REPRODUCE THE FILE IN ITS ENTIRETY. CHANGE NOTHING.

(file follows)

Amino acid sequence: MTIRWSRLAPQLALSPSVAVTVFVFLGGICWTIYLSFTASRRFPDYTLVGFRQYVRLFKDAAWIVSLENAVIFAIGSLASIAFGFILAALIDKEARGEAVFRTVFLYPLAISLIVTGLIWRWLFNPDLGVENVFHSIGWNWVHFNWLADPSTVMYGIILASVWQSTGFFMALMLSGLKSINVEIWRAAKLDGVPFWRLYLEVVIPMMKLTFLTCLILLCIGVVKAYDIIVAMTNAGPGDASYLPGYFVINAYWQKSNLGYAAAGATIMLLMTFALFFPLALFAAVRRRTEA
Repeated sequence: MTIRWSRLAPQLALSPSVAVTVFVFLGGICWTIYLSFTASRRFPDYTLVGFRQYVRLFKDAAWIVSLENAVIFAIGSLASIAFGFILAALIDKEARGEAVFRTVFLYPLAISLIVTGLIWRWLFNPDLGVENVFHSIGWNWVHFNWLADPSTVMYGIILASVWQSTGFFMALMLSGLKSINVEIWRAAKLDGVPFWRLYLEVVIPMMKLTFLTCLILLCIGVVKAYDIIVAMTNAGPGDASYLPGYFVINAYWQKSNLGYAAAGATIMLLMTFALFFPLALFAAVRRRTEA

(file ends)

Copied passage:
Amino acid sequence: MTIRWSRLAPQLALSPSVAVTVFVFLGGICWTIYLSFTASRRFPDYTLVGFRQYVRLFKDAAWIVSLENAVIFAIGSLASIAFGFILAALIDKEARGEAVFRTVFLYPLAISLIVTGLIWRWLFNPDLGVENVFHSIGWNWVHFNWLADPSTVMYGIILASVWQSTGFFMALMLSGLKSINVEIWRAAKLDGVPFWRLYLEVVIPMMKLTFLTCLILLCIGVVKAYDIIVAMTNAGPGDASYLPGYFVINAYWQKSNLGYAAAGATIMLLMTFALFFPLALFAAVRRRTEA
Repeated sequence: MTIRWSRLAPQLALSPSVAVTVFVFLGGICWTIYLSFTASRRFPDYTLVGFRQYVRLFKDAAWIVSLENAVIFAIGSLASIAFGFILAALIDKEARGEAVFRTVFLYPLAISLIVTGLIWRWLFNPDLGVENVFHSIGWNWVHFNWLADPSTVMYGIILASVWQSTGFFMALMLSGLKSINVEIWRAAKLDGVPFWRLYLEVVIPMMKLTFLTCLILLCIGVVKAYDIIVAMTNAGPGDASYLPGYFVINAYWQKSNLGYAAAGATIMLLMTFALFFPLALFAAVRRRTEA